Text: Psalm 118:1-2, 14-24
How many of you ever played the childhood game called “Red Rover?” Do you remember how it goes? (Can you believe, there’s actually an illustrated “wiki-how” with instructions for this game on the Internet!) For those who may not have played it, or not in a very long time, here’s a refresher:
First, you divide your group into two equal teams, and select a leader for each team. Then the teams join hands to form two straight lines, facing each other. The team that goes first, coached by their leader, calls out to one member of the other team: “Red Rover, Red Rover, send Kathy on over!” And Kathy runs with all her might, trying to break through the line. If Kathy doesn’t break through, she joins the opposing team; if she does break through, she “steals” a player from the opponents — one of the pair whose arms she “broke,” and the two of them run back to her original team’s line. Play continues with the teams taking turns calling “Red Rover,” until one team is down to one person.
The “wiki-how” I found online includes game strategies — about when to pick the stronger player, how to distribute your stronger and weaker players along the line, and how far apart, or how close, to place the two teams in order to lessen the chance of injuries!
I remember that, when I was a kid, I found this game a bit intimidating, myself. That was not only because of the usual tension around getting picked for a team (or not), and playground leadership dynamics; it was the sight of the biggest, strongest kid running straight at me, and the thought of what might happen to my wrist when that weight crashed into me. It seems I can recall a time or two when a pair of kids would give way to fear and simply let go of their hands, allowing the big, strong kid to just run between them rather than plowing through. At times, that lessened the entertainment value (for the more violent participants); but at other times, that strategy heightened the amusement value.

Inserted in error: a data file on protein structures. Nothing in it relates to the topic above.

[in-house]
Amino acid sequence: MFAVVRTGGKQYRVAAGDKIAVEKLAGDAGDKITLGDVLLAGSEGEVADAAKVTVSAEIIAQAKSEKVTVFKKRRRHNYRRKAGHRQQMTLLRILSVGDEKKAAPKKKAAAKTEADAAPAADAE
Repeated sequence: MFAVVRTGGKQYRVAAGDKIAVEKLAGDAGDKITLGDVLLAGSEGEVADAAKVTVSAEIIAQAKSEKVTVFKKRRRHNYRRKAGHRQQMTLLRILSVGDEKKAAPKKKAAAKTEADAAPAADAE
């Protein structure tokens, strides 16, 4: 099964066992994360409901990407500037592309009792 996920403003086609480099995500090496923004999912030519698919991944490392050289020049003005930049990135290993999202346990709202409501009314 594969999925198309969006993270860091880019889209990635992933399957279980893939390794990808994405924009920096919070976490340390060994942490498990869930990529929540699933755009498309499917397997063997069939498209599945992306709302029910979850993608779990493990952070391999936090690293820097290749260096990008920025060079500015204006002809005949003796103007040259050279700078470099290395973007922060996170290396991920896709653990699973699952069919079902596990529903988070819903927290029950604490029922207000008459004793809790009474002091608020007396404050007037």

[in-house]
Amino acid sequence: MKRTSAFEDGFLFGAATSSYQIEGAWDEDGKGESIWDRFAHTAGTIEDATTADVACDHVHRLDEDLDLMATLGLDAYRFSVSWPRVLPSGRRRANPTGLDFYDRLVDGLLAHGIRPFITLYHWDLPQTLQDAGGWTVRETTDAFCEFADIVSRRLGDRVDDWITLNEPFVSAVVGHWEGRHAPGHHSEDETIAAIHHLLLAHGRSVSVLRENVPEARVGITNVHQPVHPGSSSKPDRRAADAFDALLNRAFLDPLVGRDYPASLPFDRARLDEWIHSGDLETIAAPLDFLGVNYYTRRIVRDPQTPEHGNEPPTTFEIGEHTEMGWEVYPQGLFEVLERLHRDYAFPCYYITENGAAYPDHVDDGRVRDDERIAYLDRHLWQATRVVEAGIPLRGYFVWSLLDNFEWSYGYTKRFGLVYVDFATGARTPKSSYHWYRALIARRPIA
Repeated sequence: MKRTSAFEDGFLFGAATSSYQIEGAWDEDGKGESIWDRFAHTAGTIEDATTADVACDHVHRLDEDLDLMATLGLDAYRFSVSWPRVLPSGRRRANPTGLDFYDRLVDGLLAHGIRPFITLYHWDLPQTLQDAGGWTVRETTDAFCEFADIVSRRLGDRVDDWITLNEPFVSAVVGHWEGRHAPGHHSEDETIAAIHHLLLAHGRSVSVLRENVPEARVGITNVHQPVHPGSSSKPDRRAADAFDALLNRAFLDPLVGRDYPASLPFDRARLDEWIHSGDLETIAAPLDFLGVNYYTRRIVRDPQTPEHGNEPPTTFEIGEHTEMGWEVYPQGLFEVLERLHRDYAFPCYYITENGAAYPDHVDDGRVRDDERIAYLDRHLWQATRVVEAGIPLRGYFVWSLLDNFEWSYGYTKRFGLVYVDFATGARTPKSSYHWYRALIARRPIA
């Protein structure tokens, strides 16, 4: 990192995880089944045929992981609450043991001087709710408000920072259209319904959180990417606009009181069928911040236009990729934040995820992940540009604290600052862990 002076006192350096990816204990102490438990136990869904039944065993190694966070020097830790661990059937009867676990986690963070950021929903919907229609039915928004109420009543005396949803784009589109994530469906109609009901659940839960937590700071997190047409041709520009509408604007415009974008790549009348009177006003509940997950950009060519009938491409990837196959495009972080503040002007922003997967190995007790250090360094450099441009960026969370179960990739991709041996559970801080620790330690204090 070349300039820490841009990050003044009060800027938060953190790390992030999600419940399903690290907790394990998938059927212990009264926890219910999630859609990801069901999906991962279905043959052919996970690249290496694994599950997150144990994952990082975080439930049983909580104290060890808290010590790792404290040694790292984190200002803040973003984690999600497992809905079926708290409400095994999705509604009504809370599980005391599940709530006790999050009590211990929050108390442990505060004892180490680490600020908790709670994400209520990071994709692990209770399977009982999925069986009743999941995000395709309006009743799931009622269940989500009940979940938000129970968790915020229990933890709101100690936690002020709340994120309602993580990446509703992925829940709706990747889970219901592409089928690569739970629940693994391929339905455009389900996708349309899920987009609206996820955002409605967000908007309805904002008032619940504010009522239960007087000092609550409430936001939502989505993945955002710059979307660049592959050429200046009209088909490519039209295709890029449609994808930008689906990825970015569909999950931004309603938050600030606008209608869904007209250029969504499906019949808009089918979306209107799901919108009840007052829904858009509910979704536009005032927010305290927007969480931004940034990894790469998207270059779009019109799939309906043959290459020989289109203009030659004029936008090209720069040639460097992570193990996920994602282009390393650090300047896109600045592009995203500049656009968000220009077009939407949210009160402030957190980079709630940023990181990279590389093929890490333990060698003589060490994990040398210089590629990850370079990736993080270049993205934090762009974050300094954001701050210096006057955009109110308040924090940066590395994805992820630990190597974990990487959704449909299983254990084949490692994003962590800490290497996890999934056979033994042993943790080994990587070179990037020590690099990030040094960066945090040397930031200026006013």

As I meditated on this Psalm for Easter Sunday, I was drawn to the phrase, “the gate of the Lord through which the righteous shall enter ….” (v. 20). I would imagine many might see this as a picture of heaven, getting through the “pearly gates.” Perhaps some might picture, as well, a gatekeeper who doesn’t let everyone in. But that’s not what I see. For one thing (and it’s an important thing), I don’t think of eternal life as something that I don’t get to experience until I die, if I am “good enough,” or if I have “faith enough,” or if I say the magic words, “I accept Jesus Christ as my Lord and Savior,” or if I give my assent to the “right” set of beliefs. So if you’re coming to church on Easter looking for a pass to get into heaven, I’m afraid you’re not going to find it here. I think the there’s something much better on offer.
Meditating on this Psalm as an Easter text, what I see, as the gate, is the stone rolled away from the tomb. I see that same stone as “the one that was rejected” and which “has become the cornerstone” (v. 20). The death and resurrection of Jesus means to me that eternal life begins as soon as I step through that “gate,” as soon as I follow Jesus, away from the fear of death and dying and violence, away from anxiety for my well-being and for my future, and when I start living the abundant life that Jesus came to give us, starting right now, in the middle of the mess that this life is. This is righteousness: striving to live as a follower of Jesus, in a right, totally trusting relationship with the Creator of life and all that is. Which means living generously. Which means caring for the marginalized and the vulnerable, and working for a just and fair and free sharing of all the earth’s resources. Which means caring for the earth, being a good steward of all that God has made because it is sacred. Which means paying attention to the present moment and not being overcome by anxiety for tomorrow. Which means honoring the past because there are lessons in it. Which means dancing and laughing and making music and art and giving hugs and enjoying all that life has to offer in community. Which means cultivating a continual appreciation for, and curiosity about, the world and the people around me, and cultivating an awareness of grace, and of God’s life-giving presence in my soul.